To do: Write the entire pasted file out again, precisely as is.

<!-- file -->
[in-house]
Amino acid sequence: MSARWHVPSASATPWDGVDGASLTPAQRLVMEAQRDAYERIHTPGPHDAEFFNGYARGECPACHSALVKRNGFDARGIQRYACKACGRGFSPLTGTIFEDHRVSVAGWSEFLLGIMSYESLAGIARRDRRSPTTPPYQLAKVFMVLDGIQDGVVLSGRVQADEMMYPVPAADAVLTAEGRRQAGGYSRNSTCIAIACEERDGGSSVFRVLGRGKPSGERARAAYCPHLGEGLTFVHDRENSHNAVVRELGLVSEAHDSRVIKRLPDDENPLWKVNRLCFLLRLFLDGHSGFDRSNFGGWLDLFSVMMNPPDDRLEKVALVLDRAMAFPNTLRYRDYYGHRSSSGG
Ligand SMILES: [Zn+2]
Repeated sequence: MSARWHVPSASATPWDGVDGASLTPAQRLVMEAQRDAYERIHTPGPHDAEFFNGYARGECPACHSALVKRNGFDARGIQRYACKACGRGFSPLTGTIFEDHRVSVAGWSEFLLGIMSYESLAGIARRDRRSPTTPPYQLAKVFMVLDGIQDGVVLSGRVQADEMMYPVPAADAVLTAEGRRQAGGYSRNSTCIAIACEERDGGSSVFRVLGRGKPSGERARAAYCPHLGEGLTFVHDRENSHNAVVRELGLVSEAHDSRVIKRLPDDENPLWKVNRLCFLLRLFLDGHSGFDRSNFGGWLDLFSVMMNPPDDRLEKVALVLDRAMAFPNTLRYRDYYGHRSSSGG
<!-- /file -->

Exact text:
[in-house]
Amino acid sequence: MSARWHVPSASATPWDGVDGASLTPAQRLVMEAQRDAYERIHTPGPHDAEFFNGYARGECPACHSALVKRNGFDARGIQRYACKACGRGFSPLTGTIFEDHRVSVAGWSEFLLGIMSYESLAGIARRDRRSPTTPPYQLAKVFMVLDGIQDGVVLSGRVQADEMMYPVPAADAVLTAEGRRQAGGYSRNSTCIAIACEERDGGSSVFRVLGRGKPSGERARAAYCPHLGEGLTFVHDRENSHNAVVRELGLVSEAHDSRVIKRLPDDENPLWKVNRLCFLLRLFLDGHSGFDRSNFGGWLDLFSVMMNPPDDRLEKVALVLDRAMAFPNTLRYRDYYGHRSSSGG
Ligand SMILES: [Zn+2]
Repeated sequence: MSARWHVPSASATPWDGVDGASLTPAQRLVMEAQRDAYERIHTPGPHDAEFFNGYARGECPACHSALVKRNGFDARGIQRYACKACGRGFSPLTGTIFEDHRVSVAGWSEFLLGIMSYESLAGIARRDRRSPTTPPYQLAKVFMVLDGIQDGVVLSGRVQADEMMYPVPAADAVLTAEGRRQAGGYSRNSTCIAIACEERDGGSSVFRVLGRGKPSGERARAAYCPHLGEGLTFVHDRENSHNAVVRELGLVSEAHDSRVIKRLPDDENPLWKVNRLCFLLRLFLDGHSGFDRSNFGGWLDLFSVMMNPPDDRLEKVALVLDRAMAFPNTLRYRDYYGHRSSSGG